By Jamey Dunn, Illinois Issues
Changes to the state’s Medicaid program, which Gov. Pat Quinn recently signed into law, were heralded as historic reform and are expected to shave billions off of the state’s liability under the program. But the sweeping plan also attempts to resolve some longstanding disputes over health care policy in Illinois. This is part one in a two-part series that looks at those components of the new law.
The reform package, which contained five separate bills, will make a number of changes. It will reduce some services offered through Medicaid, increase taxes on cigarettes and other tobacco products and give coverage to thousands of uninsured residents of Cook County. The plan also aims to resolve the longstanding issue of what hospitals must do to be considered charitable organizations eligible for local property tax exemptions.
Under the new law, hospitals must provide charity care and other services that are equal to the tax liability that they would have incurred without the exemption. In the past, hospitals have argued that there were no clear standards for what they must do to receive the exemption. A 2010 Illinois Supreme Court ruling found that Provena Covenant Medical Center in Champaign County did not qualify for the tax exemption. Following the ruling, the Illinois Department of Revenue pulled exempt status from Northwestern Memorial Hospital's Prentice Women's Hospital in Chicago, Edward Hospital in Naperville and Decatur Memorial Hospital. The department said it used characteristics defined in the Provena decision to determine the later rulings.
Governor Quinn put a hold on any new rulings from the Department of Revenue and tried to work out a separate deal with hospitals. But the March 1, 2012, deadline he set for reaching an agreement came and went with no results. Instead, the solution came in May at the end of the spring legislative session, slipping somewhat under the radar as just one component of a proposal to reduce the state’s Medicaid liability by $2.7 billion.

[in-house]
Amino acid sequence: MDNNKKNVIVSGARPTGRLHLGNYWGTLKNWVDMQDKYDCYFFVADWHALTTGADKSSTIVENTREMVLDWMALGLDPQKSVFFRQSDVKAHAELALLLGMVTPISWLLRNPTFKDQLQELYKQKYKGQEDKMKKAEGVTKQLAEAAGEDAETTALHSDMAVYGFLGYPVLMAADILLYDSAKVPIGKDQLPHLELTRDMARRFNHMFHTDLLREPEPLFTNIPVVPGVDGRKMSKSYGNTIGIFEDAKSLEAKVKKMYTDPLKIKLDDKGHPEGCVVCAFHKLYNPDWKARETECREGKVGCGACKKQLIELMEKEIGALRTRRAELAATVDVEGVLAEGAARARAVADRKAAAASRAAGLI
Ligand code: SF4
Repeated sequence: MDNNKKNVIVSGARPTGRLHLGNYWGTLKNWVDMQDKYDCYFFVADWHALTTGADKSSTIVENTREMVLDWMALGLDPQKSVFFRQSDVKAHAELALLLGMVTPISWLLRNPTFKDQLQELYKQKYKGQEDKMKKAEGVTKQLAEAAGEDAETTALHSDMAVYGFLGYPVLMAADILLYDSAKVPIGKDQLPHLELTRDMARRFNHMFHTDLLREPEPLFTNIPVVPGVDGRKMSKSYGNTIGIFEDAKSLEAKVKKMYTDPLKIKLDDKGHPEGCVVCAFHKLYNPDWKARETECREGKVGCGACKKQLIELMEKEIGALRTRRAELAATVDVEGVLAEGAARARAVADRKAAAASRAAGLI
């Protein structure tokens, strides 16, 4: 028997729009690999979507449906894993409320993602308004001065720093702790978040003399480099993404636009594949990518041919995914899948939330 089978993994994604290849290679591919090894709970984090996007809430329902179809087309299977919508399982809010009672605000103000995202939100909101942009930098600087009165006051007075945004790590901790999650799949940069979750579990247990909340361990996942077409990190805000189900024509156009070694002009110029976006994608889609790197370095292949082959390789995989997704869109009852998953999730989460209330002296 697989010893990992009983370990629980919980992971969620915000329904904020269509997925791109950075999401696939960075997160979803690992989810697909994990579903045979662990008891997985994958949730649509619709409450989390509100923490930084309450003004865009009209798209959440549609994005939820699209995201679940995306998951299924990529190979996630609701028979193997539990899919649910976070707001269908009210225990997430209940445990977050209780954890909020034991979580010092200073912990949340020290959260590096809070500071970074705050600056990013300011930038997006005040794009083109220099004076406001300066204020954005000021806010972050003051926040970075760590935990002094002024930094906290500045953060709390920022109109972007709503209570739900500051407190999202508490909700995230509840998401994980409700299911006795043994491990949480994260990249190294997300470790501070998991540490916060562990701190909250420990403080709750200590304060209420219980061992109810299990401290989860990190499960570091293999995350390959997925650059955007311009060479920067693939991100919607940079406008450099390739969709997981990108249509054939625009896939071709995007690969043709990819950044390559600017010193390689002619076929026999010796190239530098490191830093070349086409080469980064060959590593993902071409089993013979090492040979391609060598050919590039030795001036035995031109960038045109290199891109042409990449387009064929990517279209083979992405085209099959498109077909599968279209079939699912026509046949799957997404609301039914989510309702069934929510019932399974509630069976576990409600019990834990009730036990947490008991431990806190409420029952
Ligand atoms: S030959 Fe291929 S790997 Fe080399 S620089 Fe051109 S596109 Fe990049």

Previously, John Colombo, a tax law professor at the University of Illinois said that hospitals argued that any community outreach was charitable. But he said that would change under the law. “You don’t get to count every single dollar that you put into health fairs.” Colombo also said that there is a need to modernize thinking about hospitals and charity care. But he is looking a little further back in time.
“The real issue is, are hospitals really charities at all?” he said. “Hospitals got labeled as charitable in the 1800s and early 1900s, when hospitals were places where poor people went to die. ... The thing that we call a hospital today did not exist.” He added: “Maybe we need to let go of the past, and we need to just recognize that an industry that is labeled as charitable because of what they did 100 years ago isn’t charitable anymore. They’re running a business.”
You can read Jamey's full report at: http://illinoisissuesblog.blogspot.com/2012/07/medicaid-reform-seeks-to-put-hospital.html